Research suggests that doing one small kind thing a day will make you feel better.
And hey, it’s much easier than doing pushups. After all, it takes very little energy to smile at a stranger you encounter on the street or to hold a door open for someone else.
While kindness, obviously, has been around a long time, intentionally spreading kindness became a social trend in the 1980s with the Random Acts of Kindness movement. And the trend continues today with efforts to #payitforward.
The science of kindness
Science is showing us the benefits of kindness, too. Research shows that sharing with others leads to lasting well-being, and that kindness is key to a happy marriage.
Studies show it’s also contagious. Think about it: If anyone ever paid for your coffee in line, you know how great it feels, and you’re probably going to tell people about it all day. And you’re also likely to buy the coffee for the person in line behind you, keeping the kindness going.
Kindness has been deemed so positive health-wise that it’s been labeled the “helper’s high.” Studies link it to lower blood pressure, less pain, reduced stress, less anxiety and more energy.
Random acts of kindness
Need some new ideas to shake up your kindness game? Here are some to consider:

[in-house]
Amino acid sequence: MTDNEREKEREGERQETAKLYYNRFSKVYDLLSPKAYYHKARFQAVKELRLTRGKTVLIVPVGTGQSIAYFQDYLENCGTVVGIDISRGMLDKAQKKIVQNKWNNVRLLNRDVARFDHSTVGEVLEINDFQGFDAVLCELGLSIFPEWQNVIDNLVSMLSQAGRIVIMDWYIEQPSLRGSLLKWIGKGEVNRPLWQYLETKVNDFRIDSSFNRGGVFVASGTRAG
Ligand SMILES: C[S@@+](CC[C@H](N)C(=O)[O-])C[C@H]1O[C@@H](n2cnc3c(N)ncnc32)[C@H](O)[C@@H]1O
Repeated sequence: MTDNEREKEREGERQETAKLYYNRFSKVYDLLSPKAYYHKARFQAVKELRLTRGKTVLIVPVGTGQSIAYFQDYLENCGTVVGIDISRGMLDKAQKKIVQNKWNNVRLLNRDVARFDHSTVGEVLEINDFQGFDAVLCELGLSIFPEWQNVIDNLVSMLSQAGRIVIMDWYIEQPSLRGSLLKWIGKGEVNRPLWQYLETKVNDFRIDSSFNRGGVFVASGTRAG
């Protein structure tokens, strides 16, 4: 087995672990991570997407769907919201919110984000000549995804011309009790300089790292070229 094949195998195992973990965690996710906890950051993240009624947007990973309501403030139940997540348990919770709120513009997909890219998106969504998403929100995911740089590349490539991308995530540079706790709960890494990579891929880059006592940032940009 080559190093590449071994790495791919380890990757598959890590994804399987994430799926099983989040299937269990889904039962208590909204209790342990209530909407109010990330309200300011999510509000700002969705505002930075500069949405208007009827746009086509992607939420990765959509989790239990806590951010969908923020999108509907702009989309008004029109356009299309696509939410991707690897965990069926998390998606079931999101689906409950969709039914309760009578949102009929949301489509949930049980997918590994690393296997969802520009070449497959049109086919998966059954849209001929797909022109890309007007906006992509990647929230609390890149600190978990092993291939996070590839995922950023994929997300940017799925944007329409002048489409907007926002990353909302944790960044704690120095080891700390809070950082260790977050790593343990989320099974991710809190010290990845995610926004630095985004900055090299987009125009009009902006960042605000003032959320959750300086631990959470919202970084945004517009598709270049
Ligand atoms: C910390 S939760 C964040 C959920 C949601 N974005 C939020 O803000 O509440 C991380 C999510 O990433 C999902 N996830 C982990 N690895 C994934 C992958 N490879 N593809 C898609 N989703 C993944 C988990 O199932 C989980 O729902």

- Smile at others—it might make their day!
- Pick up litter.
- Hold the door or open the door for someone.
- Let someone go in front of you in line at the coffee shop or grocery store.
- Secretly leave candy on someone’s desk.
- Surprise someone with baked goods.
- Give a stranger a compliment.
- Leave an extra big tip.
- Let that car pull in front of you.
- Learn the names of people you see every day so you can greet them by name.
- Write a note to let someone know how much you notice and appreciate their kindness.
Kindness can be boiled down to paying attention to those around you and responding in a positive way, which isn’t always easy. But it’s good for you and those around you to try to put a little more kindness in every day.
If someone is crabby to you, your first reaction might be to respond with the same attitude. Before you do, pause and consider why they may be crabby.
Is their child sick? Is their car in the shop? Did they just receive bad news? Try to empathize with their situation and maybe you’ll make it better instead of worse.
Be kind to yourself, too
And remember the saying: People may not remember what you said, or what you did, but they will always remember how you made them feel.